“There is an obvious need in the area for another way out, and another way in. From the board’s perspective, they’ve pretty much committed to saying we need to do this, and the rough estimate of cost we got just for that was in the $4-5 million range. This federal grant opportunity came before us and we said let’s take advantage of this and apply. This can bring $25 million into the city in federal funds, and we can do so much more for basically the same amount of money we’d have to spend just to do that little piece. It’s an innovative, creative way to look at a problem and be able to do a lot more for the city and for the residents and businesses in that area.”
“It’s an underutilized area from an economic perspective, land use perspective, and opening up alternatives for transportation, making it more appealing,” said Clougherty. “If you walk down there today, we’re looking to improve things like more light, more people on bikes, more pedestrians, more alternatives for people that live and work in the Millyard. Not only ways to get in and out of there, but also to potentially provide a place to eat, have dinner, walk around, things like that.”
“Stay and enjoy,” said Craig.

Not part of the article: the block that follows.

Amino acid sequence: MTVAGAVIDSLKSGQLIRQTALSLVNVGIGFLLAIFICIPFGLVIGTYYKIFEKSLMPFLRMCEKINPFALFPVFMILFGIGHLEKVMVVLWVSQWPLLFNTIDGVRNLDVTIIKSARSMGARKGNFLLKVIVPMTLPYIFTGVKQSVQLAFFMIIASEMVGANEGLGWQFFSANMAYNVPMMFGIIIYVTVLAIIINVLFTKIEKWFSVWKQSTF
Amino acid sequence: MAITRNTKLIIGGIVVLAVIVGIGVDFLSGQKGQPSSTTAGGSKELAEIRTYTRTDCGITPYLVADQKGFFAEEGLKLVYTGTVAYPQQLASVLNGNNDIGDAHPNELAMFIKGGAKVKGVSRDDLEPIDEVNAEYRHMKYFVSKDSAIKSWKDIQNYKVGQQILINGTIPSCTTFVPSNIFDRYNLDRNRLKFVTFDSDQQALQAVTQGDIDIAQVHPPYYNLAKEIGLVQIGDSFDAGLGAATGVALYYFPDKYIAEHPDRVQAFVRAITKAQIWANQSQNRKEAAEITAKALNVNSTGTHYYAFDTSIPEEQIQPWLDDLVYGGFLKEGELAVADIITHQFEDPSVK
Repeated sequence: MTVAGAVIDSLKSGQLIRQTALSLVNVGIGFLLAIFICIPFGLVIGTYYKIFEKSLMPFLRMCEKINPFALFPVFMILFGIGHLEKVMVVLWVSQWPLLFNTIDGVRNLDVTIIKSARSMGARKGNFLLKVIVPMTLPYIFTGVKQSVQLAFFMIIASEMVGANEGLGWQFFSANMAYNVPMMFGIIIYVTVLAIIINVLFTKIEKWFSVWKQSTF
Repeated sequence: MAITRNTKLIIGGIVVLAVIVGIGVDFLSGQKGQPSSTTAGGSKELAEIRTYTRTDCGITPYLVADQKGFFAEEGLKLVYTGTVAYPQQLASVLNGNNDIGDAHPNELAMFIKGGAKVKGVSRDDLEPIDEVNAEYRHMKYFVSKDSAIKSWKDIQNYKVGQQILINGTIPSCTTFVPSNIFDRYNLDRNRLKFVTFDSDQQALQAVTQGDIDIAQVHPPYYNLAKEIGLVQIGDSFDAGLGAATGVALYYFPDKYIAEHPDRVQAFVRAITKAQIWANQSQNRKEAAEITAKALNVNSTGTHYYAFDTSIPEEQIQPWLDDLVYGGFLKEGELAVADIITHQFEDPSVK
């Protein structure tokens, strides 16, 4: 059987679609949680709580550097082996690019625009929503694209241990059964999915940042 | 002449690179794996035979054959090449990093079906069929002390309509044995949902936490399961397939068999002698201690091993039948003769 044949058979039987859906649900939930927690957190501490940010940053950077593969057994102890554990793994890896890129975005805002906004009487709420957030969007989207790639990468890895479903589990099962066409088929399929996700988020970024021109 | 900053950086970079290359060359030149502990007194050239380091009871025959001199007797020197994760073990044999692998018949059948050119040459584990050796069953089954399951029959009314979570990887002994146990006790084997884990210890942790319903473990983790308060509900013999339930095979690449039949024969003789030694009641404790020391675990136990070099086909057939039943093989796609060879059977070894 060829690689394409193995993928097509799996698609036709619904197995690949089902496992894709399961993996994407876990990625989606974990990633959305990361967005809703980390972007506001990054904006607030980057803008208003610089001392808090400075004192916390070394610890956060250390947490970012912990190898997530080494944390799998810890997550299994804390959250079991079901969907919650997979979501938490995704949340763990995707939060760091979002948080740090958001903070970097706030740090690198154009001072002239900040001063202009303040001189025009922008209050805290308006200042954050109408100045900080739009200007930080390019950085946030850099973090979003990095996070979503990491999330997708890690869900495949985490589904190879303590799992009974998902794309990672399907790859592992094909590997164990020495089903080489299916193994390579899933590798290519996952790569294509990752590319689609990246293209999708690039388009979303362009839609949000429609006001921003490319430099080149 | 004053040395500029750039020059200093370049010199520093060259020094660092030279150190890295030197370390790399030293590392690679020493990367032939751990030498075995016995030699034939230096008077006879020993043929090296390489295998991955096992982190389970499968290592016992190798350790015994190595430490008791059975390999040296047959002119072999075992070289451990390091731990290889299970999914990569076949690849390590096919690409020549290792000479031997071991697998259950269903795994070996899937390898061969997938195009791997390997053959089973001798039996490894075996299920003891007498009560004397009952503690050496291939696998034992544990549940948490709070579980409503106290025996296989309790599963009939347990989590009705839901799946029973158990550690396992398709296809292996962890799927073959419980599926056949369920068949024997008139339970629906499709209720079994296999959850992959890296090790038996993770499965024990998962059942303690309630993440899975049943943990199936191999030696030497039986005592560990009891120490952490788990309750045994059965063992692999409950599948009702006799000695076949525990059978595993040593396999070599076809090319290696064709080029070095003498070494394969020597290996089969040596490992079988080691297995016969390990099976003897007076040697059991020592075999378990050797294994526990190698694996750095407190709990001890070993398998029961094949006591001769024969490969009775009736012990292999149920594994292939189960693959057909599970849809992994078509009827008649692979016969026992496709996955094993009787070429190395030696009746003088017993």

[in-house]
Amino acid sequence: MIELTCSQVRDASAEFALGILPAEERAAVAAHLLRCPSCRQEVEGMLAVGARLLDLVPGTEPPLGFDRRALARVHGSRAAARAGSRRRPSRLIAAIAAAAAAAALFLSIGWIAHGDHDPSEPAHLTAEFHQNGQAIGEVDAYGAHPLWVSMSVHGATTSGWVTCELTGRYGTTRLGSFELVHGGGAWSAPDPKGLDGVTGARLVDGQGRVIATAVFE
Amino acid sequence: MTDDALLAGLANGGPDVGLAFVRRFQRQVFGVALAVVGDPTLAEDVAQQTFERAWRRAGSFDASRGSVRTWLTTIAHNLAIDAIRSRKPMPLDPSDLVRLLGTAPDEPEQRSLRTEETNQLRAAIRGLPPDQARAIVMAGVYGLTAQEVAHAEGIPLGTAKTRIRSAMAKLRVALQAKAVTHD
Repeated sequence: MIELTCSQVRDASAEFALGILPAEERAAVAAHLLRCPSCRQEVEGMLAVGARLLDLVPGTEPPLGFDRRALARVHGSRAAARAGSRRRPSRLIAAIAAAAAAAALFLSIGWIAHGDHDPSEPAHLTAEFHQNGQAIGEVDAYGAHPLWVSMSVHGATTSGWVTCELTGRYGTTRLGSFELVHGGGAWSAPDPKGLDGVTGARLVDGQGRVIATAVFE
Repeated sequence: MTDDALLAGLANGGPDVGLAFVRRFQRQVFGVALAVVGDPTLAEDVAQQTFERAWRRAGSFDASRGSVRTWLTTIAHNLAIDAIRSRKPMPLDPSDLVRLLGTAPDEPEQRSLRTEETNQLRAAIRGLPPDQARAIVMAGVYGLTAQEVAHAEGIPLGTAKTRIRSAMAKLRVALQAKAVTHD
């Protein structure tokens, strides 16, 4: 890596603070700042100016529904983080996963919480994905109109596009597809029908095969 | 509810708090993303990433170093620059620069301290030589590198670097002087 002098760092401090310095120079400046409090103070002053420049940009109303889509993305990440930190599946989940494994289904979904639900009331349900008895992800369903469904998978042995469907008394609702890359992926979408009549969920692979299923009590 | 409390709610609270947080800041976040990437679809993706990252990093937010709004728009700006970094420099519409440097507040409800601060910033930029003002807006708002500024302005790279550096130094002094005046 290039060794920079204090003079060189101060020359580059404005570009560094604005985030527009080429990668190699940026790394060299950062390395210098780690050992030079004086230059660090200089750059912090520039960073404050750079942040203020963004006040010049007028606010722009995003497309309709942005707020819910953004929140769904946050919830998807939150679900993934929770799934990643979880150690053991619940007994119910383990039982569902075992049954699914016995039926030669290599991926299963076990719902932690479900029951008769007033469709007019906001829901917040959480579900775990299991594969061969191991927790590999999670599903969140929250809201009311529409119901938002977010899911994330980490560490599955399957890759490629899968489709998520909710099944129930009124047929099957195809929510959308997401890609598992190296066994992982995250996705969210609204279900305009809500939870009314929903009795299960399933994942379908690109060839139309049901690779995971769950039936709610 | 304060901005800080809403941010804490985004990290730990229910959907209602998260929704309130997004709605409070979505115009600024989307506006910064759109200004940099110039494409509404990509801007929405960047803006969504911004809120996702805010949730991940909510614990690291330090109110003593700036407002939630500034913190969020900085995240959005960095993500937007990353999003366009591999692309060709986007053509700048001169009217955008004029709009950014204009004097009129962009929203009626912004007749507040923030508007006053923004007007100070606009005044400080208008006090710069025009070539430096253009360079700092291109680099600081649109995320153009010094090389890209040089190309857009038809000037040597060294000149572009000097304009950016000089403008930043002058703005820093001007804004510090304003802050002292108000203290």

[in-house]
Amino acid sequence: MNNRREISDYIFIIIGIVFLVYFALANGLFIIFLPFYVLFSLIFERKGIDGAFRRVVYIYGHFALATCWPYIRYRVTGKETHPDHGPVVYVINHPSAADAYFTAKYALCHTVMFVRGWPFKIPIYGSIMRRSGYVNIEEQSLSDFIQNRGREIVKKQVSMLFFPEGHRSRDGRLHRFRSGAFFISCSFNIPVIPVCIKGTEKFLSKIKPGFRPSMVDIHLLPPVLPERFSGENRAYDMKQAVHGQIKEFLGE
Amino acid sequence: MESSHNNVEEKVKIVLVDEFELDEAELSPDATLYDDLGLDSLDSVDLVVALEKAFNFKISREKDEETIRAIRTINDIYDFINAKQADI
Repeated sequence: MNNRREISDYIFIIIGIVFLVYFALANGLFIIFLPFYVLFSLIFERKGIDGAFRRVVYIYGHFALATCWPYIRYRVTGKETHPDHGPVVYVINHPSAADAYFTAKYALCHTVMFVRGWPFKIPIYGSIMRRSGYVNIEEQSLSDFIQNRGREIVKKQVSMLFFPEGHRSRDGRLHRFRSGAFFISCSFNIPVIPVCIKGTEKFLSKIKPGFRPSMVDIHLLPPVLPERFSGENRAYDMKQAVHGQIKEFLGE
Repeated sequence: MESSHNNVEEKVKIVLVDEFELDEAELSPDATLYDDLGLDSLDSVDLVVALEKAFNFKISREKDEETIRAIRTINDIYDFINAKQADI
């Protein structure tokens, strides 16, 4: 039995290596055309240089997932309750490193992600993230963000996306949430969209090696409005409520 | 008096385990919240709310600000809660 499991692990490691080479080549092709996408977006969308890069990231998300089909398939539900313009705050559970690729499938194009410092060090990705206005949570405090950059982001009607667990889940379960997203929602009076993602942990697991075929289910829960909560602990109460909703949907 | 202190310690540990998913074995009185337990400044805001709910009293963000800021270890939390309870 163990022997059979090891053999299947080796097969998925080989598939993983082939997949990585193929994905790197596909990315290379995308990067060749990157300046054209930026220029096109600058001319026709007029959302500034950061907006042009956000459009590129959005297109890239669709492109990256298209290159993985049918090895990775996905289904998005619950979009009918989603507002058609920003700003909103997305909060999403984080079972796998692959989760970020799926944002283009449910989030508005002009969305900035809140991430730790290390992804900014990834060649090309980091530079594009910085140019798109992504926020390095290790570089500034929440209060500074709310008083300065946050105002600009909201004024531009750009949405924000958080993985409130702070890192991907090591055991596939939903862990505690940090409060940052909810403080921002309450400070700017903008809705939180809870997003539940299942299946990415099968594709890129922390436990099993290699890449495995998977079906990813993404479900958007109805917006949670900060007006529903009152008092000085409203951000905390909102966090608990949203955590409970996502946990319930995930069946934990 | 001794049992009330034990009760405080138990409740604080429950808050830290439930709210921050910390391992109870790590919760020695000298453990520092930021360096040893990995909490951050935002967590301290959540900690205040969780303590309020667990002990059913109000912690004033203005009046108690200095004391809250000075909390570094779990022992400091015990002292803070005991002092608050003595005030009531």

According to the city application, part of the plans involve construction of a pedestrian bridge at Granite and South Commercial streets.
Currently, the pedestrian crossing of Granite Street crosses eight lanes of traffic. The project would construct a pedestrian bridge with its north entrance located at Gateway Park, crossing above Granite Street.
“That pedestrian bridge was the most popular thing to come out of the charrette,” said Clougherty. “You’ve got a lot of people, a lot of cars coming in and out — you can reduce the number of cars, but we can’t make it any wider so how do we get rid of the people? Somebody hits that button, for whatever the time period is — 55 seconds — no cars can move. You put in a ‘ped’ bridge, it eliminates that. It allows us to move traffic in and out a lot easier. We want to make it pedestrian friendly. We want people walking around down there. We’re hoping it’s going to spur development.”
“I know it’s been talked about over the years, and there’s a need,” said Craig. “There’s a lot of people, not just walking through there but driving through. It’s been talked about, and by applying for this grant the federal funds will allow us to do that and it will really make a difference in that area. It’s a nice introduction to the city, coming in, so we could really be creative with the design, a gateway.”
The project also includes extending South Commercial Street through to Elm Street, replacing an existing at-grade rail crossing at Bedford Street at the northwest corner of the project area.